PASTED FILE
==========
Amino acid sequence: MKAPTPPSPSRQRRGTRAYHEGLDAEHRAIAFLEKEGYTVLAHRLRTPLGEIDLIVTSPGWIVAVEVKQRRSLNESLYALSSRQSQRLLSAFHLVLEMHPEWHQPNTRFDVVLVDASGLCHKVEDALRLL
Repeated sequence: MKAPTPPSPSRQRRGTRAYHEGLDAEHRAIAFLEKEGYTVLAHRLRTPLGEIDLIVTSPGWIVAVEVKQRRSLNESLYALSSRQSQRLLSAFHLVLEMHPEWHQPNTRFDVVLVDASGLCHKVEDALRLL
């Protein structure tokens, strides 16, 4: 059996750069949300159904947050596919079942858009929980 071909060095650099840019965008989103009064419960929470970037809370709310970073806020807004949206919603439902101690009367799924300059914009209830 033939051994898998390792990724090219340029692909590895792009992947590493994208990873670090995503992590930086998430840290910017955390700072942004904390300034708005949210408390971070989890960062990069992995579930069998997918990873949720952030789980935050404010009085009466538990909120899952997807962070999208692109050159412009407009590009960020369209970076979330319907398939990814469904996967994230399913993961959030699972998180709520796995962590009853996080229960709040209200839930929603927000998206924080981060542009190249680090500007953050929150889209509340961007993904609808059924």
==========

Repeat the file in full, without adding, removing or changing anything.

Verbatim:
Amino acid sequence: MKAPTPPSPSRQRRGTRAYHEGLDAEHRAIAFLEKEGYTVLAHRLRTPLGEIDLIVTSPGWIVAVEVKQRRSLNESLYALSSRQSQRLLSAFHLVLEMHPEWHQPNTRFDVVLVDASGLCHKVEDALRLL
Repeated sequence: MKAPTPPSPSRQRRGTRAYHEGLDAEHRAIAFLEKEGYTVLAHRLRTPLGEIDLIVTSPGWIVAVEVKQRRSLNESLYALSSRQSQRLLSAFHLVLEMHPEWHQPNTRFDVVLVDASGLCHKVEDALRLL
């Protein structure tokens, strides 16, 4: 059996750069949300159904947050596919079942858009929980 071909060095650099840019965008989103009064419960929470970037809370709310970073806020807004949206919603439902101690009367799924300059914009209830 033939051994898998390792990724090219340029692909590895792009992947590493994208990873670090995503992590930086998430840290910017955390700072942004904390300034708005949210408390971070989890960062990069992995579930069998997918990873949720952030789980935050404010009085009466538990909120899952997807962070999208692109050159412009407009590009960020369209970076979330319907398939990814469904996967994230399913993961959030699972998180709520796995962590009853996080229960709040209200839930929603927000998206924080981060542009190249680090500007953050929150889209509340961007993904609808059924």